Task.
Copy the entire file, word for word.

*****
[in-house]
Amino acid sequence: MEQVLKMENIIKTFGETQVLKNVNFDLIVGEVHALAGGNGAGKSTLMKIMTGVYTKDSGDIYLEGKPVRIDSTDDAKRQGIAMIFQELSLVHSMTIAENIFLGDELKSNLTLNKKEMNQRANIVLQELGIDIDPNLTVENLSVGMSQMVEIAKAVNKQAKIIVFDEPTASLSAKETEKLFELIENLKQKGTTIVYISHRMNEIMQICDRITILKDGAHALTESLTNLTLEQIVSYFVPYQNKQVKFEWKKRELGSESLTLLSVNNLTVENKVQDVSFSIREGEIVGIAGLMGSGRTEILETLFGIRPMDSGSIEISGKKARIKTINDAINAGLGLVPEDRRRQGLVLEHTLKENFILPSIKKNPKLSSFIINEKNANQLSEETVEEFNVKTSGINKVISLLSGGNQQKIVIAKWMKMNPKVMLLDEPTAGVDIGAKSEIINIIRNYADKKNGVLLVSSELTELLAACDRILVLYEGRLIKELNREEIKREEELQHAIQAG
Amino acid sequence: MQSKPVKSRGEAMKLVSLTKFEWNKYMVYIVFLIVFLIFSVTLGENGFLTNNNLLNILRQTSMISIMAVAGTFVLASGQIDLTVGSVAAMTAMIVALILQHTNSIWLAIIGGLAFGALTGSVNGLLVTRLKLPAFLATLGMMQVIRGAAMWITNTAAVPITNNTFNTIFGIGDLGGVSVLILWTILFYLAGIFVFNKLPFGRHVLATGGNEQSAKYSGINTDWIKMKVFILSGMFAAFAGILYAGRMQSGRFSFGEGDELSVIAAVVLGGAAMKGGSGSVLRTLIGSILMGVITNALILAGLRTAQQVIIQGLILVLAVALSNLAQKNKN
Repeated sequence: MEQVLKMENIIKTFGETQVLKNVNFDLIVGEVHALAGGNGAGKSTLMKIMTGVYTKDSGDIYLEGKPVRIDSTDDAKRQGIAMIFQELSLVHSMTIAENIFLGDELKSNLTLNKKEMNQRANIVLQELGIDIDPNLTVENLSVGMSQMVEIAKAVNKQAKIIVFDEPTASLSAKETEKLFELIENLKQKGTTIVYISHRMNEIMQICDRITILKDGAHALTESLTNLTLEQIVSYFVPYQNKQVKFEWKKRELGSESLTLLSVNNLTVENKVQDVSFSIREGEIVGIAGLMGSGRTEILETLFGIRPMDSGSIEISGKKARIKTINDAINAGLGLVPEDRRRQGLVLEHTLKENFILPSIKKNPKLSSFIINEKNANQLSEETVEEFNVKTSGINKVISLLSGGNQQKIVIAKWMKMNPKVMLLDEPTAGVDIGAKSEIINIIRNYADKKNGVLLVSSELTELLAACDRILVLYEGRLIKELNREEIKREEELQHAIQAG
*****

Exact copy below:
[in-house]
Amino acid sequence: MEQVLKMENIIKTFGETQVLKNVNFDLIVGEVHALAGGNGAGKSTLMKIMTGVYTKDSGDIYLEGKPVRIDSTDDAKRQGIAMIFQELSLVHSMTIAENIFLGDELKSNLTLNKKEMNQRANIVLQELGIDIDPNLTVENLSVGMSQMVEIAKAVNKQAKIIVFDEPTASLSAKETEKLFELIENLKQKGTTIVYISHRMNEIMQICDRITILKDGAHALTESLTNLTLEQIVSYFVPYQNKQVKFEWKKRELGSESLTLLSVNNLTVENKVQDVSFSIREGEIVGIAGLMGSGRTEILETLFGIRPMDSGSIEISGKKARIKTINDAINAGLGLVPEDRRRQGLVLEHTLKENFILPSIKKNPKLSSFIINEKNANQLSEETVEEFNVKTSGINKVISLLSGGNQQKIVIAKWMKMNPKVMLLDEPTAGVDIGAKSEIINIIRNYADKKNGVLLVSSELTELLAACDRILVLYEGRLIKELNREEIKREEELQHAIQAG
Amino acid sequence: MQSKPVKSRGEAMKLVSLTKFEWNKYMVYIVFLIVFLIFSVTLGENGFLTNNNLLNILRQTSMISIMAVAGTFVLASGQIDLTVGSVAAMTAMIVALILQHTNSIWLAIIGGLAFGALTGSVNGLLVTRLKLPAFLATLGMMQVIRGAAMWITNTAAVPITNNTFNTIFGIGDLGGVSVLILWTILFYLAGIFVFNKLPFGRHVLATGGNEQSAKYSGINTDWIKMKVFILSGMFAAFAGILYAGRMQSGRFSFGEGDELSVIAAVVLGGAAMKGGSGSVLRTLIGSILMGVITNALILAGLRTAQQVIIQGLILVLAVALSNLAQKNKN
Repeated sequence: MEQVLKMENIIKTFGETQVLKNVNFDLIVGEVHALAGGNGAGKSTLMKIMTGVYTKDSGDIYLEGKPVRIDSTDDAKRQGIAMIFQELSLVHSMTIAENIFLGDELKSNLTLNKKEMNQRANIVLQELGIDIDPNLTVENLSVGMSQMVEIAKAVNKQAKIIVFDEPTASLSAKETEKLFELIENLKQKGTTIVYISHRMNEIMQICDRITILKDGAHALTESLTNLTLEQIVSYFVPYQNKQVKFEWKKRELGSESLTLLSVNNLTVENKVQDVSFSIREGEIVGIAGLMGSGRTEILETLFGIRPMDSGSIEISGKKARIKTINDAINAGLGLVPEDRRRQGLVLEHTLKENFILPSIKKNPKLSSFIINEKNANQLSEETVEEFNVKTSGINKVISLLSGGNQQKIVIAKWMKMNPKVMLLDEPTAGVDIGAKSEIINIIRNYADKKNGVLLVSSELTELLAACDRILVLYEGRLIKELNREEIKREEELQHAIQAG